Local riders don’t like forest travel plan
EAGLE COUNTY – New federal regulations could shut four-wheelers out of so much of the national forest that it would make it tough on Gary Ratkowski’s business.
Ratkowski is with Boyz Toyz in Eagle, selling and servicing all terrain vehicles and snowmobiles. He and other off-road enthusiasts say the new travel management plan for the White River National Forest would essentially ban four-wheelers from this part of national forest.
“I’m not sure what will be left open,” Ratkowski said. “Around here, it looks like everything will be shut off.”
‘It’s the public’s land’
The U.S. Forest Service released its travel management plan last month, a massive document put together over seven years after collecting mountains of public comment.
The regulations dictate where and how we can travel through our local forest by identifying which roads and trails remain open, and which will be closed.
In Eagle County, the Forest Service wants to close trails that are not part of the Forest Service’s planned and maintained trail system, said David Neely, District Ranger with the White River National Forest.
Summer motorized users will get hit the hardest.
Opponents have until Monday, June 20 to appeal.
“If people believe there’s a mistake in the analysis and it doesn’t support a decision, they can appeal,” Neely said.
But you must have a specific point. It’s not enough just to disagree, Neely said. That needed to be done during the comments periods of the past seven years.
“The plan attempts to provide a balanced use of mixes,” Neely said. “We try to be as unregulated as we can. It’s the public’s land and we try not to arbitrarily limit what people can do.”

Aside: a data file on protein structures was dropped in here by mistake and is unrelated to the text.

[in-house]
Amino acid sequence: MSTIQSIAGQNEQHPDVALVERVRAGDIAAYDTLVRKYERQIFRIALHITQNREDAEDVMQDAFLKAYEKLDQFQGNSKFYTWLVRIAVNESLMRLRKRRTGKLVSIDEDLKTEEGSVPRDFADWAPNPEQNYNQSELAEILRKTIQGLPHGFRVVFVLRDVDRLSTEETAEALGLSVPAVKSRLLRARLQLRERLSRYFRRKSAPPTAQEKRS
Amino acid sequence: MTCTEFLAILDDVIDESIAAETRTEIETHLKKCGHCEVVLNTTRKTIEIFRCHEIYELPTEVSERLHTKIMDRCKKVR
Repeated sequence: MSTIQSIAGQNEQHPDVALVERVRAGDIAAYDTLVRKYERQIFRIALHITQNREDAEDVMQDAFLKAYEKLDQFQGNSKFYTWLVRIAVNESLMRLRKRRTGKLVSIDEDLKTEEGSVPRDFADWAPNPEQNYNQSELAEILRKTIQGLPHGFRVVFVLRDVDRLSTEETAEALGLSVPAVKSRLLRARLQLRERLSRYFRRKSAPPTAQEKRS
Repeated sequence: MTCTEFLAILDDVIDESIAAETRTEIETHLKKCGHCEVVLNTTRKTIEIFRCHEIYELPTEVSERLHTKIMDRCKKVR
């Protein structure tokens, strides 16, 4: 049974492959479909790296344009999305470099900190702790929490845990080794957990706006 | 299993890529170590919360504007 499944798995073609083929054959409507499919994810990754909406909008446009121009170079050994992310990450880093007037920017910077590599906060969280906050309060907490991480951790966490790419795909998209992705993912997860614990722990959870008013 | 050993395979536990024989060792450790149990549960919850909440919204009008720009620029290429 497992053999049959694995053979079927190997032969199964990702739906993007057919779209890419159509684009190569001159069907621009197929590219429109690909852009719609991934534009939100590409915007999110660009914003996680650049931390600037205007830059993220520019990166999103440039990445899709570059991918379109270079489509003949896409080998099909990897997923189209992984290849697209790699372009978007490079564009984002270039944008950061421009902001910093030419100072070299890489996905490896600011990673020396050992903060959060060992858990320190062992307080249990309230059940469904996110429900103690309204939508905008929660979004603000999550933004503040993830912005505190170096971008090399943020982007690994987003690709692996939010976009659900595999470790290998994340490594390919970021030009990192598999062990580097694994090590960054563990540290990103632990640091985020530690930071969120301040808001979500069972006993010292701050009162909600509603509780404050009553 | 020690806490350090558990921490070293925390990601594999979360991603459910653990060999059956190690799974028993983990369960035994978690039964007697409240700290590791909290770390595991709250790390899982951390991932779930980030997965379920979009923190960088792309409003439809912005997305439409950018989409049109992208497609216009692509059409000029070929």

Riding a non-designated trail
Motorized users don’t lock horns with themselves, Neely said. And no-motorized users tend to get along with one another.
But the two groups clash when they try to occupy the same space, Neely said.
“People cherish the same piece of ground for completely different reasons,” Neely said. “We try to provide some separation.”
Still, local motorized users – ATV riders, motorcyclists and snowmobilers – say they’re being shut out of much of the forest, especially in Eagle County. They’re not nearly as restricted toward Meeker.
“It’s not going to take the sting away from someone in eastern Eagle County who had opportunities in the past that they no longer do,” Neely said.
Snowmobilers say they’re being restricted to designated routes through several areas. But when they check the proposed map, those areas have no designated routes – which essentially bans them from those areas.
“This is a tactic for them to close an area down without coming right out and saying that’s what they’re doing,” said Ryan Leland, a local snowmobiler and motorsports advocate. “Once they close something, they never open it again.”
Areas are being closed all over Camp Hale, Eagle and Summit counties, Leland said, even though local snowmobile clubs have been grooming trails in those areas for years.
The trail closures will make it tough for hunters, too, Ratkowski said.
“They’re going to shut the area down for hunting, too,” he said. “They can come and hunt, but don’t unload your four-wheeler. You can’t use it.”
Hunters pump millions of dollars into the local economy each year. Much of that money might not come here, Ratkowski said.
“They’re going to go somewhere else. The grocery stores and restaurants will all hurt,” Ratkowski said.
“To me, it’s someone sitting in Washington who thinks they know what’s good for Colorado.”
Staff Writer Randy Wyrick can be reached at 970-748-2935 or firstname.lastname@example.org.
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